Latin Americans don’t think much of the quality of the public services they receive

Jul 7, 2023

Latin Americans don’t think much of the public service they receive from the government and even most private businesses. That’s the conclusion of studies conducted by the Inter-American Development Bank (IDB), which look into ways to cut bureaucratic red tape.

Chileans wait in line to pay taxes.

The study looked at public service satisfaction levels in Chile, Ecuador, Panama, Paraguay, Ecuador, Trinidad and Tobago, and Uruguay. The idea was to obtain a representative sample that tracked the efficiency of public and private services provided to citizens.

In the first report, titled, “Simplifying Lives: Quality and Satisfaction with Public Service” citizens of Latin America and the Caribbean give a low rating to common government procedures such as resolving a tax dispute, paying taxes, arranging a doctor’s appointment, or reporting a robbery, in a survey using Facebook.

A second study, titled “Governments that Serve: Innovations that are Improving Service Delivery to Citizens” looks at innovative ways to improove government services.

The IDB said in the first study on quality, the average satisfaction score for public services was 4.8 on a scale from 1 (worse) to 10 (best) — below similar measurements in developed economies (in the U.S., the satisfacation score is 6.4, for example).

It said two out of every five individuals surveyed want to complete the procedures online, rather than in line, which is common practice in most of Latin America. The poll was done online using Facebook to reach more citizens.

“Over 11,000 responses were obtained on six common procedures: getting disability benefits; getting a doctor’s appointment in the public health system; reporting a robbery; registering for a birth certificate; registering a child in a public school; and renewing an identification document.,” the IDB said.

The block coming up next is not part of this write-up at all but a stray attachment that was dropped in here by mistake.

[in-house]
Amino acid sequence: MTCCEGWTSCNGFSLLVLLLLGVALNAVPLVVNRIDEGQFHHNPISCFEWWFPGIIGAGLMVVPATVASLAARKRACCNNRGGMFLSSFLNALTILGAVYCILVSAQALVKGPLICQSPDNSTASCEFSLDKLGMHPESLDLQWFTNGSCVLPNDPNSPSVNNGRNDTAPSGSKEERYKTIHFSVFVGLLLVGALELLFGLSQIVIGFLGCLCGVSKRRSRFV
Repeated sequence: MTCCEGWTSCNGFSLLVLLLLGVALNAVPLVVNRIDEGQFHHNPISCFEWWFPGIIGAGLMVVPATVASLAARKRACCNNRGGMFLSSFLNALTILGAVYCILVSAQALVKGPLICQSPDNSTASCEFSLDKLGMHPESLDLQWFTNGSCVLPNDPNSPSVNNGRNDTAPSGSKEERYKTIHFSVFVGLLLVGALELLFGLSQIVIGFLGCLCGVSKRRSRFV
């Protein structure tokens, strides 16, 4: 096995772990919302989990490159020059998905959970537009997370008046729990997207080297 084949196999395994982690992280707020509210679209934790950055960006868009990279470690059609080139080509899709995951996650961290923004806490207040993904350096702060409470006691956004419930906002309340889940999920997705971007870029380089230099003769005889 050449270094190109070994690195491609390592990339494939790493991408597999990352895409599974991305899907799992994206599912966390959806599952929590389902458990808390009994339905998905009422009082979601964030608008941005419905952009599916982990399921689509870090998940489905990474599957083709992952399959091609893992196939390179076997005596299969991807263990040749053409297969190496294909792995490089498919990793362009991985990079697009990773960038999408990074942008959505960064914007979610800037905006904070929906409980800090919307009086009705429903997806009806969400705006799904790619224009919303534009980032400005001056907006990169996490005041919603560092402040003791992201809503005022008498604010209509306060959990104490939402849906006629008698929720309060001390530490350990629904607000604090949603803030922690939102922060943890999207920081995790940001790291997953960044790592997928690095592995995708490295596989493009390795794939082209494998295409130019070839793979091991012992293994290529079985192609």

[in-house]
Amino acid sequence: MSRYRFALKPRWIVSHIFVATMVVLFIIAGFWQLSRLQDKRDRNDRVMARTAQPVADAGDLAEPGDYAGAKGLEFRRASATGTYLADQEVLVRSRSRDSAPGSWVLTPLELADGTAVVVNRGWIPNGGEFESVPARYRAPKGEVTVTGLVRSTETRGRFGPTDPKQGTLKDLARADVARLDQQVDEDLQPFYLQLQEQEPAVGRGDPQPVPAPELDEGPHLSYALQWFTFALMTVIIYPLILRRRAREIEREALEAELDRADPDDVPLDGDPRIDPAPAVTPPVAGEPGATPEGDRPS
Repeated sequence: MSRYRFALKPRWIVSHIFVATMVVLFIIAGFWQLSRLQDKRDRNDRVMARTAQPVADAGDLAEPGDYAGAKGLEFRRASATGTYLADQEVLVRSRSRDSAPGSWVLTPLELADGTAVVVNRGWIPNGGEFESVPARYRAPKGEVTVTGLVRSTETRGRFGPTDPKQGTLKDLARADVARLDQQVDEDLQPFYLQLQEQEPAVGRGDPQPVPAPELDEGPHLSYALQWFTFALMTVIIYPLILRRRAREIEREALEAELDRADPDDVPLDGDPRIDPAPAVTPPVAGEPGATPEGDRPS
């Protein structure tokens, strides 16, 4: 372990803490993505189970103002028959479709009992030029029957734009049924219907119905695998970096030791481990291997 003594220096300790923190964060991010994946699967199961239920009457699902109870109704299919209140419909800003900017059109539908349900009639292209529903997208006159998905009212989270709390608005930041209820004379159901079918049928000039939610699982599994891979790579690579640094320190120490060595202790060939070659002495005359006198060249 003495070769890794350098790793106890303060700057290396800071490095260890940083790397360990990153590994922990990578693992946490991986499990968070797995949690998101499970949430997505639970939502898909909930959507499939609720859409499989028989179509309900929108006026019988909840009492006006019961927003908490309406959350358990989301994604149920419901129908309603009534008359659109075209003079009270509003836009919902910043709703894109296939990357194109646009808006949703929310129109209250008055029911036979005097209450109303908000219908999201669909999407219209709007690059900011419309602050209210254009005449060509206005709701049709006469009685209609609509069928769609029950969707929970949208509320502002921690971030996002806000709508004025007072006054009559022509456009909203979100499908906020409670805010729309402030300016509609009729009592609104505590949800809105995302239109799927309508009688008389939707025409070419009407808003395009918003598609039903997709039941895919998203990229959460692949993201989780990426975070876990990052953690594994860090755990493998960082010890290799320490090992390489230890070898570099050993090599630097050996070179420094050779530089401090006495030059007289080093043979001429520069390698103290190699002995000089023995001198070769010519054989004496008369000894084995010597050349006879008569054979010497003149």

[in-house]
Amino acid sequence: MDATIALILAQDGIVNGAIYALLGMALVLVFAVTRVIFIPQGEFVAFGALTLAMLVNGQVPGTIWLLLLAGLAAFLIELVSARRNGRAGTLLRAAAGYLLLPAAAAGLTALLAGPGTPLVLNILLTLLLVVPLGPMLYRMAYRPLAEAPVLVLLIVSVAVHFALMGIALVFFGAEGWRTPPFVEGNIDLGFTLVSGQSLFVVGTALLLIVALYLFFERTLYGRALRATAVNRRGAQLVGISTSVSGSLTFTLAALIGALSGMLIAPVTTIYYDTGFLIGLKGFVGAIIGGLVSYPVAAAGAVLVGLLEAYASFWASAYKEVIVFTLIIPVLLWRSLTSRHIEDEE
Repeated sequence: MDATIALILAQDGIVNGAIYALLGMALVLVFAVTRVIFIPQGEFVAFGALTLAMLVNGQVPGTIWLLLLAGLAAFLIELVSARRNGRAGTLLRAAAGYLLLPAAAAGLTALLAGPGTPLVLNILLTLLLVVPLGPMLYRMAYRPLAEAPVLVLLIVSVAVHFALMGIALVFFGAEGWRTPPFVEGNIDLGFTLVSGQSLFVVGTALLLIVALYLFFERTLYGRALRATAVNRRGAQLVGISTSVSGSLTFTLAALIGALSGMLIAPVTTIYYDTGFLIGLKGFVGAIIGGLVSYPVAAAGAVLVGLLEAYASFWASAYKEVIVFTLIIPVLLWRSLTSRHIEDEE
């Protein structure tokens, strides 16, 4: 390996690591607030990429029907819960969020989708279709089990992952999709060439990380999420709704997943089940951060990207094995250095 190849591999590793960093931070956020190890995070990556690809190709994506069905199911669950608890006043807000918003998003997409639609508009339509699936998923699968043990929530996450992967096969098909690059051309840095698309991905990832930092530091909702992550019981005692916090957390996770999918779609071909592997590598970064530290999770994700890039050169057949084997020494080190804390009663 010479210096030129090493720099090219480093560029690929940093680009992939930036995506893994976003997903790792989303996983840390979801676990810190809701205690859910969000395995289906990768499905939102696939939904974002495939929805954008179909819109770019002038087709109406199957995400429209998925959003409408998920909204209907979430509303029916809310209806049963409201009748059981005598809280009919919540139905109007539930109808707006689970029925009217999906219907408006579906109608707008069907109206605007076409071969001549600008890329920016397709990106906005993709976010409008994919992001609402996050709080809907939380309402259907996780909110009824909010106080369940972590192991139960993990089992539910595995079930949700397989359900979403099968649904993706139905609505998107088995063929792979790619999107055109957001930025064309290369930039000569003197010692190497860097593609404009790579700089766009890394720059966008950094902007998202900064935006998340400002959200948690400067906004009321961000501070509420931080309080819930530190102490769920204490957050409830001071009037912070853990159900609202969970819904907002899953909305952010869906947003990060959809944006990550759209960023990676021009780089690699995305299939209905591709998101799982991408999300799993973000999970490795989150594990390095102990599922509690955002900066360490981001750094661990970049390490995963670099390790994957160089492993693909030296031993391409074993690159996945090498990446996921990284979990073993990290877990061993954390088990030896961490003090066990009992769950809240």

It said that overall, the highest score was reported for renewing an ID, with 5.8. Reporting a robbery received the lowest rating, with 3.6. The satisfaction or dissatisfaction scores were similar across all countries, with Uruguay getting the best rating with 5.1 and Ecuador getting 5.0 while Trinidad and Tobago getting the lowest, with 4.6.

“To better serve citizens, you need to measure satisfaction. This is something any company already knows and governments are no different,” said Carlos Santiso, the chief for the Institutional Capacity of the State division at the IDB. “The low level of satisfaction is a powerful warning that procedures are too complex and bureaucratic. This undermines trust in public institutions, he said.”

The IDB said using Facebook enabled researchers to reach a broader audience at a cost that is one third of a person-to-person survey. The final sample was adjusted to reflect the overall population in terms of gender, age, location, and income levels.

The IDB said the second report shows how it is possible to reform bureaucracies to improve citizen services. Using a common analytical framework, the study reviews select cases to better understand how innovation works by looking at multiple dimensions such as technological platforms, regulatory frameworks, inter-agency coordination, citizen participation, and governance.

The study includes contributions by experts such as Stephen Goldsmith, from the Ash Center of the Kennedy School of Government in Harvard University, and Maryantonett Flumian, of the Institute on Governance, in Canada. “Bureaucratic dysfunction and institutional weaknesses in the public sector have distanced governments from the citizens they serve,” said Santiso.

“Many governments understand that providing good service is a way to regain public trust quickly. The good news is that many governments are looking for ways to make bureaucracies nimbler to help the day-to-day lives of citizens. These studies can help in the implementation of these reforms.”

The bad news, Santiso added, is that economic conditions in many Latin American countries make upgrading services difficult. “The pandemic, political protests and stagnant economies mean that many countries don’t have the funds to make the needed changes.”


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